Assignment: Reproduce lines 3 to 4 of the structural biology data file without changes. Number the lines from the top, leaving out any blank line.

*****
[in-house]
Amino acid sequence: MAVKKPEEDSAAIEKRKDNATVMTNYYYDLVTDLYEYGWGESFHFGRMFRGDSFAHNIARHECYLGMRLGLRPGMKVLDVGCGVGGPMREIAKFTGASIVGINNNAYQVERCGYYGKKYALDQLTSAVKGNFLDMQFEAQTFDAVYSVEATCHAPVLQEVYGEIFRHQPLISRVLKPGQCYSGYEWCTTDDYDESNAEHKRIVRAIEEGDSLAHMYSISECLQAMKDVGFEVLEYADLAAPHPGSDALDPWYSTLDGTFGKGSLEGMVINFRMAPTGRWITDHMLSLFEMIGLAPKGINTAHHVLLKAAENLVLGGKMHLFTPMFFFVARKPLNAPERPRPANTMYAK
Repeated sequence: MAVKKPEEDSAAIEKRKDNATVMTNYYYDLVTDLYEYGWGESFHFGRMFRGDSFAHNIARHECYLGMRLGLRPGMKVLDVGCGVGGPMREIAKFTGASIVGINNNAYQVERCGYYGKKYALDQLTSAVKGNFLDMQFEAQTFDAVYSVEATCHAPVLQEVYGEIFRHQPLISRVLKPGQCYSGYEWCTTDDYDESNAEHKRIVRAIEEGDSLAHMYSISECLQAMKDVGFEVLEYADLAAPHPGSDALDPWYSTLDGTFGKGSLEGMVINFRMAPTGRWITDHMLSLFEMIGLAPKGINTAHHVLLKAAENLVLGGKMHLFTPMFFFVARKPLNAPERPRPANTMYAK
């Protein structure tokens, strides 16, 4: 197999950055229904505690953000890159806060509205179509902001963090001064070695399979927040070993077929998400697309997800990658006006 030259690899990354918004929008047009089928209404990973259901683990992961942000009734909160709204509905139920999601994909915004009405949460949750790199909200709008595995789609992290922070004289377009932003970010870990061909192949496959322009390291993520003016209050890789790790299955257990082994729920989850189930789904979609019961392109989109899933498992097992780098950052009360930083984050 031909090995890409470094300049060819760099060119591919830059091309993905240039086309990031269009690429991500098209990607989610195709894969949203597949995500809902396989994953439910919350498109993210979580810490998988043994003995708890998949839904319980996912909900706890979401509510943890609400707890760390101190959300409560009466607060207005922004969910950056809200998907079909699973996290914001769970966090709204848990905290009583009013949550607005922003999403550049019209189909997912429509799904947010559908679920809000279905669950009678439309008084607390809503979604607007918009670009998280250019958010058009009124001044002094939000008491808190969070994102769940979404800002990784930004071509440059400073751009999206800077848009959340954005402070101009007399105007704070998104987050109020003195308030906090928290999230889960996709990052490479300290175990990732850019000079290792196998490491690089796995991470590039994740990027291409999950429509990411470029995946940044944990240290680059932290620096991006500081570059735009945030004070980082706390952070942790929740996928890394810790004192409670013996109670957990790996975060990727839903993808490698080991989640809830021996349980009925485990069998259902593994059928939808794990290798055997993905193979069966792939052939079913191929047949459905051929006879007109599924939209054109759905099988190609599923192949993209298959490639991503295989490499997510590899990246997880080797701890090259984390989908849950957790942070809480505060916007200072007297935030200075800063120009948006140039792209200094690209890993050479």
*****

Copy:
Repeated sequence: MAVKKPEEDSAAIEKRKDNATVMTNYYYDLVTDLYEYGWGESFHFGRMFRGDSFAHNIARHECYLGMRLGLRPGMKVLDVGCGVGGPMREIAKFTGASIVGINNNAYQVERCGYYGKKYALDQLTSAVKGNFLDMQFEAQTFDAVYSVEATCHAPVLQEVYGEIFRHQPLISRVLKPGQCYSGYEWCTTDDYDESNAEHKRIVRAIEEGDSLAHMYSISECLQAMKDVGFEVLEYADLAAPHPGSDALDPWYSTLDGTFGKGSLEGMVINFRMAPTGRWITDHMLSLFEMIGLAPKGINTAHHVLLKAAENLVLGGKMHLFTPMFFFVARKPLNAPERPRPANTMYAK
């Protein structure tokens, strides 16, 4: 197999950055229904505690953000890159806060509205179509902001963090001064070695399979927040070993077929998400697309997800990658006006 030259690899990354918004929008047009089928209404990973259901683990992961942000009734909160709204509905139920999601994909915004009405949460949750790199909200709008595995789609992290922070004289377009932003970010870990061909192949496959322009390291993520003016209050890789790790299955257990082994729920989850189930789904979609019961392109989109899933498992097992780098950052009360930083984050 031909090995890409470094300049060819760099060119591919830059091309993905240039086309990031269009690429991500098209990607989610195709894969949203597949995500809902396989994953439910919350498109993210979580810490998988043994003995708890998949839904319980996912909900706890979401509510943890609400707890760390101190959300409560009466607060207005922004969910950056809200998907079909699973996290914001769970966090709204848990905290009583009013949550607005922003999403550049019209189909997912429509799904947010559908679920809000279905669950009678439309008084607390809503979604607007918009670009998280250019958010058009009124001044002094939000008491808190969070994102769940979404800002990784930004071509440059400073751009999206800077848009959340954005402070101009007399105007704070998104987050109020003195308030906090928290999230889960996709990052490479300290175990990732850019000079290792196998490491690089796995991470590039994740990027291409999950429509990411470029995946940044944990240290680059932290620096991006500081570059735009945030004070980082706390952070942790929740996928890394810790004192409670013996109670957990790996975060990727839903993808490698080991989640809830021996349980009925485990069998259902593994059928939808794990290798055997993905193979069966792939052939079913191929047949459905051929006879007109599924939209054109759905099988190609599923192949993209298959490639991503295989490499997510590899990246997880080797701890090259984390989908849950957790942070809480505060916007200072007297935030200075800063120009948006140039792209200094690209890993050479």